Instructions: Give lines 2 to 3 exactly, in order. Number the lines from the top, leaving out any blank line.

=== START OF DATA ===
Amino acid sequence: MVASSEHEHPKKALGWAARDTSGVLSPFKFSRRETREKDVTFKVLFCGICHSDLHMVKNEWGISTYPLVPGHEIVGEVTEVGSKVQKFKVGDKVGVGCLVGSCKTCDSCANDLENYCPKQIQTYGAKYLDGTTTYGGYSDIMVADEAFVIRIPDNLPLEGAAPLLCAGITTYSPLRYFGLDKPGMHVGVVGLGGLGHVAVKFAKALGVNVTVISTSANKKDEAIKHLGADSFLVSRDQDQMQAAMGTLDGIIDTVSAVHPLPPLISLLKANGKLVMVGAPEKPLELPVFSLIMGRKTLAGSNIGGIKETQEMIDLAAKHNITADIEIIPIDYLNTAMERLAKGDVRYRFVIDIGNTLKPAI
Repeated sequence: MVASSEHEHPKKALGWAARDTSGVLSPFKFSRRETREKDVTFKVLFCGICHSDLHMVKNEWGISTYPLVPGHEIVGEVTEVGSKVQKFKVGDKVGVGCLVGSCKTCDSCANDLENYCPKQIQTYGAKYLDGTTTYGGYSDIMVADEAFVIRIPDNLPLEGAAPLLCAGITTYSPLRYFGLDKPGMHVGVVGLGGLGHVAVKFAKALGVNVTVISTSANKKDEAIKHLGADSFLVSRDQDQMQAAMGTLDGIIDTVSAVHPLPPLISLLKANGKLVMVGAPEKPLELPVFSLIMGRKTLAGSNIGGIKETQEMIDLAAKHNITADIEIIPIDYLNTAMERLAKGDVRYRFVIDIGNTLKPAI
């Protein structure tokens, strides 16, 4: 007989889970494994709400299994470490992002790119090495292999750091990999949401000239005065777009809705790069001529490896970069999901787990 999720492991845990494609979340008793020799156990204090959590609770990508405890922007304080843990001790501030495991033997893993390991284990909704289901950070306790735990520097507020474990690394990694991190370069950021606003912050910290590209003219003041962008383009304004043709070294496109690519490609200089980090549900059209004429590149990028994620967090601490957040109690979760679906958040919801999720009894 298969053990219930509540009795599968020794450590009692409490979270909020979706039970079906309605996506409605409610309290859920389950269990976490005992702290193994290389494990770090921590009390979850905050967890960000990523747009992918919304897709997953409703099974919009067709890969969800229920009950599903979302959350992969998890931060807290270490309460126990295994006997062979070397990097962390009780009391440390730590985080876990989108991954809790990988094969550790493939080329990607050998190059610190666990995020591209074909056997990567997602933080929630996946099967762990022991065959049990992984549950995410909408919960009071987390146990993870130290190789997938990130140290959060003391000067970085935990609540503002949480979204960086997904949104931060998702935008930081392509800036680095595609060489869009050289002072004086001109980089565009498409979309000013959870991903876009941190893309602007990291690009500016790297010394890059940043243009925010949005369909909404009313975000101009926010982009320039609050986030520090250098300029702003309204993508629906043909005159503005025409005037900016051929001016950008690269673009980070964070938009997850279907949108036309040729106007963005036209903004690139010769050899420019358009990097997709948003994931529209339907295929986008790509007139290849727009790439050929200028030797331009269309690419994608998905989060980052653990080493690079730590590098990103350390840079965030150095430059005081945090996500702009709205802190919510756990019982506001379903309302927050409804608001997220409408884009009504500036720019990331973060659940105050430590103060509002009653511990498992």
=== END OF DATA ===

Repeated sequence: MVASSEHEHPKKALGWAARDTSGVLSPFKFSRRETREKDVTFKVLFCGICHSDLHMVKNEWGISTYPLVPGHEIVGEVTEVGSKVQKFKVGDKVGVGCLVGSCKTCDSCANDLENYCPKQIQTYGAKYLDGTTTYGGYSDIMVADEAFVIRIPDNLPLEGAAPLLCAGITTYSPLRYFGLDKPGMHVGVVGLGGLGHVAVKFAKALGVNVTVISTSANKKDEAIKHLGADSFLVSRDQDQMQAAMGTLDGIIDTVSAVHPLPPLISLLKANGKLVMVGAPEKPLELPVFSLIMGRKTLAGSNIGGIKETQEMIDLAAKHNITADIEIIPIDYLNTAMERLAKGDVRYRFVIDIGNTLKPAI
């Protein structure tokens, strides 16, 4: 007989889970494994709400299994470490992002790119090495292999750091990999949401000239005065777009809705790069001529490896970069999901787990 999720492991845990494609979340008793020799156990204090959590609770990508405890922007304080843990001790501030495991033997893993390991284990909704289901950070306790735990520097507020474990690394990694991190370069950021606003912050910290590209003219003041962008383009304004043709070294496109690519490609200089980090549900059209004429590149990028994620967090601490957040109690979760679906958040919801999720009894 298969053990219930509540009795599968020794450590009692409490979270909020979706039970079906309605996506409605409610309290859920389950269990976490005992702290193994290389494990770090921590009390979850905050967890960000990523747009992918919304897709997953409703099974919009067709890969969800229920009950599903979302959350992969998890931060807290270490309460126990295994006997062979070397990097962390009780009391440390730590985080876990989108991954809790990988094969550790493939080329990607050998190059610190666990995020591209074909056997990567997602933080929630996946099967762990022991065959049990992984549950995410909408919960009071987390146990993870130290190789997938990130140290959060003391000067970085935990609540503002949480979204960086997904949104931060998702935008930081392509800036680095595609060489869009050289002072004086001109980089565009498409979309000013959870991903876009941190893309602007990291690009500016790297010394890059940043243009925010949005369909909404009313975000101009926010982009320039609050986030520090250098300029702003309204993508629906043909005159503005025409005037900016051929001016950008690269673009980070964070938009997850279907949108036309040729106007963005036209903004690139010769050899420019358009990097997709948003994931529209339907295929986008790509007139290849727009790439050929200028030797331009269309690419994608998905989060980052653990080493690079730590590098990103350390840079965030150095430059005081945090996500702009709205802190919510756990019982506001379903309302927050409804608001997220409408884009009504500036720019990331973060659940105050430590103060509002009653511990498992």